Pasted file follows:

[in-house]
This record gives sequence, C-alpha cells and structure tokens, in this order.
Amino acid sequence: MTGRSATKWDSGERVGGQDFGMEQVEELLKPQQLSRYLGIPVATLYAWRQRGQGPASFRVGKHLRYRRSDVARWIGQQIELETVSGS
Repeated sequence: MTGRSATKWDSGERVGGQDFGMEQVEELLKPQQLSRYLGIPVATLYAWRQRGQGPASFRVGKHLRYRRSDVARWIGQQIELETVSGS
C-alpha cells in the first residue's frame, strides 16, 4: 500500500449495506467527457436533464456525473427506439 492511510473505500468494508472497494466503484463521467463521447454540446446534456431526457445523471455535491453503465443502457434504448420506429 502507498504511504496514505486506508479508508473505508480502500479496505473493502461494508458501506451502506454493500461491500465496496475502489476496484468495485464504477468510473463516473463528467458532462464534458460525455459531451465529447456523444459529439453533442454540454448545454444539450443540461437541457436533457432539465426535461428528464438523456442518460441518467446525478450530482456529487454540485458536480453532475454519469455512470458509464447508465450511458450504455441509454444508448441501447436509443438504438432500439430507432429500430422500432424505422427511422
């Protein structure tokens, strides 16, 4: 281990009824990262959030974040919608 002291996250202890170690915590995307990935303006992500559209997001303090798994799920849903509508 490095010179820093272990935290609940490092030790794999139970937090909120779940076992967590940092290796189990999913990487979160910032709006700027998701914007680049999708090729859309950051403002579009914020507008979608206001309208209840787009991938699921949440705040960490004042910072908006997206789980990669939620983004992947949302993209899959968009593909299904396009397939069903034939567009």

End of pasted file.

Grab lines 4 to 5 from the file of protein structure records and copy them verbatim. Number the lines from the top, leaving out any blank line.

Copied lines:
Repeated sequence: MTGRSATKWDSGERVGGQDFGMEQVEELLKPQQLSRYLGIPVATLYAWRQRGQGPASFRVGKHLRYRRSDVARWIGQQIELETVSGS
C-alpha cells in the first residue's frame, strides 16, 4: 500500500449495506467527457436533464456525473427506439 492511510473505500468494508472497494466503484463521467463521447454540446446534456431526457445523471455535491453503465443502457434504448420506429 502507498504511504496514505486506508479508508473505508480502500479496505473493502461494508458501506451502506454493500461491500465496496475502489476496484468495485464504477468510473463516473463528467458532462464534458460525455459531451465529447456523444459529439453533442454540454448545454444539450443540461437541457436533457432539465426535461428528464438523456442518460441518467446525478450530482456529487454540485458536480453532475454519469455512470458509464447508465450511458450504455441509454444508448441501447436509443438504438432500439430507432429500430422500432424505422427511422